2
$\begingroup$

Given the following regression by OLS:

$LIFE_t$=$\beta_0$+$\beta_1$$GDP_t$+$\beta_2$$GDP_{t-1}$+$\beta_3$$GDP_{t-2}$+$\beta_4$$LIFE_{t-1}$+$e_t$

and suppose I have 78 quarterly observations for both life expectancy (LIFE) and GDP per capita (GDP).

The question asks me to explain how I would run the Breusch-Godfrey test for the presence of serial correlation of order 4 (F test version) at 5% significance level.

I initially thought to find critical value, I need statistics for $F_{4,69}^{0.05}$ as $v_2$ = 78-5-4 =69

However, in the provided answer, $v_2$ = 78-4-2-9 =63.

I found this result puzzling. Could you please explain the intuition behind? Thank you!

$\endgroup$
1
$\begingroup$

Your initial regression with corresponding residuals will yield

$$\hat e_t = \mathit{LIFE}_t - \widehat{\mathit{LIFE}}_t \quad t = 3, \dots, 78$$

Thus, you will lose two observations ($76 = 78 - 2$) for starting values of the lagged $\mathit{GDP}_t$ and $\mathit{LIFE}_t$. Then, the auxiliary regression will be

$$ \begin{eqnarray*} \hat e_t & = & \gamma_1 + \gamma_2 \cdot \mathit{GDP}_t + \gamma_3 \cdot \mathit{GDP}_{t-1} + \gamma_4 \cdot \mathit{GDP}_{t-2} + \gamma_5 \cdot \mathit{LIFE}_{t-1} + \\ & & \gamma_6 \cdot \hat e_{t-1} + \dots + \gamma_9 \cdot \hat e_{t-4} \end{eqnarray*} $$

and it depends on your initialization of the lagged $\hat e_t$ how many degrees of freedom you use.

  1. One possible initialization is to consider all $\hat e_t$ missing for $t < 3$. Then you can run the regression above for $t = 7, \dots, 78$ (because $3 = 7 - 4$ giving the time of the first residual), i.e., $72$ observations. Having to estimate $9$ coefficients, this gives $63 = 72 - 9$ residual degrees of freedom.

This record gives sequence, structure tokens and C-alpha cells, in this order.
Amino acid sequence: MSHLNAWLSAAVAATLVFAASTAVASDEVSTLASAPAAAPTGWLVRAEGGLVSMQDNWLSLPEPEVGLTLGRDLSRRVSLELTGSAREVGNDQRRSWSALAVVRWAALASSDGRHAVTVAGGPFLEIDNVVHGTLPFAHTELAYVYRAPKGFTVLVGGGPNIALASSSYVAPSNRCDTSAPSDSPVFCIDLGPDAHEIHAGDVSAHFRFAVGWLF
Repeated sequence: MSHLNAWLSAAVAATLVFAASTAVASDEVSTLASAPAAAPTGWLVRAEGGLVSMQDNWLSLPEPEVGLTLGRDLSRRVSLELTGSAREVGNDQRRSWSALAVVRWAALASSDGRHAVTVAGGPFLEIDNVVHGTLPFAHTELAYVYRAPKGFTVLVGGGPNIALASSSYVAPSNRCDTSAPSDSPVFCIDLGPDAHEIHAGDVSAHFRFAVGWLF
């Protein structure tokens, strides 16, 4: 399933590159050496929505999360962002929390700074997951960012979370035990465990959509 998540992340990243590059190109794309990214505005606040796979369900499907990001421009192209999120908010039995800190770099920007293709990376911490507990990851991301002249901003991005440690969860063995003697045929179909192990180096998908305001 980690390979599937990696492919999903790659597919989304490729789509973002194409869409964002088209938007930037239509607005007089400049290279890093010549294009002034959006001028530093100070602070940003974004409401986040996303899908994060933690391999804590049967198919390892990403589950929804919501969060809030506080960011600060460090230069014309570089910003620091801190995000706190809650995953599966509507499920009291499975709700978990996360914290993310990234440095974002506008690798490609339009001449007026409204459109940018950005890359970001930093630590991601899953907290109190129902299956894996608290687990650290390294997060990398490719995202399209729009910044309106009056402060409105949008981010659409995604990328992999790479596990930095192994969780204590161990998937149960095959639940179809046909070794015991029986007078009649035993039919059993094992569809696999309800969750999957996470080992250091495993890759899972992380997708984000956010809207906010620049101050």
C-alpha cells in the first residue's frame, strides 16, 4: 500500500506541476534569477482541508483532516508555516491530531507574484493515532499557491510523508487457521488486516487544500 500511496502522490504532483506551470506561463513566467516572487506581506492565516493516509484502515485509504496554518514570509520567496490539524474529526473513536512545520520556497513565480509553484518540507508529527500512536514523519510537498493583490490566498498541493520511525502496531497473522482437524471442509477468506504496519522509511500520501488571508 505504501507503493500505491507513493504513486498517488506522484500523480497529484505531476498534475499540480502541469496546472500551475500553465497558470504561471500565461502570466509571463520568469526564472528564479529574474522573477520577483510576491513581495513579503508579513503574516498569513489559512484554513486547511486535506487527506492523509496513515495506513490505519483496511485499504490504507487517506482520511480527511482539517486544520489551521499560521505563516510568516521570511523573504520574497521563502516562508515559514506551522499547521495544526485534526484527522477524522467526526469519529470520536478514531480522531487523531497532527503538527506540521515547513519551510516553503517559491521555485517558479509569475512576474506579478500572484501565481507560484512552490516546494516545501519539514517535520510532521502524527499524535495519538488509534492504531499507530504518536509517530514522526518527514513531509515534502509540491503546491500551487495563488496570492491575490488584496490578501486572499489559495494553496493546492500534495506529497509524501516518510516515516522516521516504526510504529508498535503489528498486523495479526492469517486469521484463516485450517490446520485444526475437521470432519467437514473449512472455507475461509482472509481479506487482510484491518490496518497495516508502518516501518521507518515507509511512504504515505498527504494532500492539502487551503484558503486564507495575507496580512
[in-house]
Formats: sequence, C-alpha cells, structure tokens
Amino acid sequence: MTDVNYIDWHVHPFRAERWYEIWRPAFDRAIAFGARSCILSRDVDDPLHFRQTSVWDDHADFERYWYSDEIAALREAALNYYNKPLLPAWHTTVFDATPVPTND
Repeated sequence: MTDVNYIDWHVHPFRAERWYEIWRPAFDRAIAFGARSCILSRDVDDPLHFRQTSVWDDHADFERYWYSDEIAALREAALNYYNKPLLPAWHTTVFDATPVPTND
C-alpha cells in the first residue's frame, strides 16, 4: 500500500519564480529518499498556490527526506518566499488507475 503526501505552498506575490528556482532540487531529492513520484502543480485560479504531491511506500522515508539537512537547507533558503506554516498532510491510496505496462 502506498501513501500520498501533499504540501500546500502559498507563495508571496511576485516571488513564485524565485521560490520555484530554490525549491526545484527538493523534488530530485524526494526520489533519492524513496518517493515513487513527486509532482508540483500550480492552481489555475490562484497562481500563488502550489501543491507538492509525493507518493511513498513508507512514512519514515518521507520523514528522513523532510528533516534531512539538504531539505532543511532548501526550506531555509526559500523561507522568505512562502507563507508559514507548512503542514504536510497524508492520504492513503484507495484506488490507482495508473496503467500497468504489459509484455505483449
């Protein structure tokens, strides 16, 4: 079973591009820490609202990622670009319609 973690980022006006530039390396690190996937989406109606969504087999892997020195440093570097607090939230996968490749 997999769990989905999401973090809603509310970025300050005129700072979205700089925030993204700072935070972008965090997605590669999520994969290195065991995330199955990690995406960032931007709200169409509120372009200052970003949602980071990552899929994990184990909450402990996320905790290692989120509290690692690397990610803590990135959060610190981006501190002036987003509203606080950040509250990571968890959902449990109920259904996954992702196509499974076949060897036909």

2. Another possible initialization is to set all $\hat e_t = 0$ for $t < 3$, i.e., their expected value under correct specification of the model. Then you don't lose any additional observations ($t = 3, \dots, 78$) in the auxiliary regression and you get $67 = 76 - 9$ residual degrees of freedom.

Both strategies can be easily implemented in R using our bgtest() function from the lmtest package.

## artificial data with 78 observations
set.seed(0)
life <- ts(rnorm(78, mean = 75, sd = 2))
gdp <- ts(rnorm(78, mean = 5, sd = 1))

## lagged variables with 76 non-missing observations
d <- ts.intersect(life = life, life1 = lag(life, -1),
  gdp = gdp, gdp1 = lag(gdp, -1), gdp2 = lag(gdp, -2))
nrow(d)
## [1] 76

## model
m <- lm(life ~ gdp + gdp1 + gdp2 + life1, data = d)

## Breusch-Godfrey test
bgtest(m, order = 4, fill = NA, type = "F")
##  Breusch-Godfrey test for serial correlation of order up to 4
## 
## data:  m
## LM test = 0.34219, df1 = 4, df2 = 63, p-value = 0.8485
bgtest(m, order = 4, fill = 0, type = "F")
##  Breusch-Godfrey test for serial correlation of order up to 4
## 
## data:  m
## LM test = 0.2467, df1 = 4, df2 = 67, p-value = 0.9107
$\endgroup$

Your Answer

By clicking “Post Your Answer”, you agree to our terms of service, privacy policy and cookie policy

Not the answer you're looking for? Browse other questions tagged or ask your own question.